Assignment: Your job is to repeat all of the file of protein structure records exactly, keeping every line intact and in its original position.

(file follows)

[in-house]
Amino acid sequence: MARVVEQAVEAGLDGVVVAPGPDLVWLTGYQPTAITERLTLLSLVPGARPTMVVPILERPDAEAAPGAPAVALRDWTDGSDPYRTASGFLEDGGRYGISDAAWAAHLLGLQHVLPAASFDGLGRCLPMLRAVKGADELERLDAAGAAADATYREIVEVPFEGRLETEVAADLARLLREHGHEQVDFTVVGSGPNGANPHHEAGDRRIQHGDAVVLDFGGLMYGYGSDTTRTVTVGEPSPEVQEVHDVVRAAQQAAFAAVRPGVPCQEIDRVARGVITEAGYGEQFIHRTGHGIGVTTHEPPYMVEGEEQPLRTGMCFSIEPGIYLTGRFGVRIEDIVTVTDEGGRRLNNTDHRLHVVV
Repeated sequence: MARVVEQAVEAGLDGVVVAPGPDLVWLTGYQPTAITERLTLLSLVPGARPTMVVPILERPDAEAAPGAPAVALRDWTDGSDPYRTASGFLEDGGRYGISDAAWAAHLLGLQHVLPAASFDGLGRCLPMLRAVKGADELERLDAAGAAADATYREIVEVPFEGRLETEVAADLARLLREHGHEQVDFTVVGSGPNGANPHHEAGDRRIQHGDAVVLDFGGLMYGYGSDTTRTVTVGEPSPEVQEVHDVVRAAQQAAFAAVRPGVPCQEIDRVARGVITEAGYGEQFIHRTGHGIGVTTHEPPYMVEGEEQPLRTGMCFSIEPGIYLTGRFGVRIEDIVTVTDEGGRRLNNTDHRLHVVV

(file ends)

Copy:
[in-house]
Amino acid sequence: MARVVEQAVEAGLDGVVVAPGPDLVWLTGYQPTAITERLTLLSLVPGARPTMVVPILERPDAEAAPGAPAVALRDWTDGSDPYRTASGFLEDGGRYGISDAAWAAHLLGLQHVLPAASFDGLGRCLPMLRAVKGADELERLDAAGAAADATYREIVEVPFEGRLETEVAADLARLLREHGHEQVDFTVVGSGPNGANPHHEAGDRRIQHGDAVVLDFGGLMYGYGSDTTRTVTVGEPSPEVQEVHDVVRAAQQAAFAAVRPGVPCQEIDRVARGVITEAGYGEQFIHRTGHGIGVTTHEPPYMVEGEEQPLRTGMCFSIEPGIYLTGRFGVRIEDIVTVTDEGGRRLNNTDHRLHVVV
Repeated sequence: MARVVEQAVEAGLDGVVVAPGPDLVWLTGYQPTAITERLTLLSLVPGARPTMVVPILERPDAEAAPGAPAVALRDWTDGSDPYRTASGFLEDGGRYGISDAAWAAHLLGLQHVLPAASFDGLGRCLPMLRAVKGADELERLDAAGAAADATYREIVEVPFEGRLETEVAADLARLLREHGHEQVDFTVVGSGPNGANPHHEAGDRRIQHGDAVVLDFGGLMYGYGSDTTRTVTVGEPSPEVQEVHDVVRAAQQAAFAAVRPGVPCQEIDRVARGVITEAGYGEQFIHRTGHGIGVTTHEPPYMVEGEEQPLRTGMCFSIEPGIYLTGRFGVRIEDIVTVTDEGGRRLNNTDHRLHVVV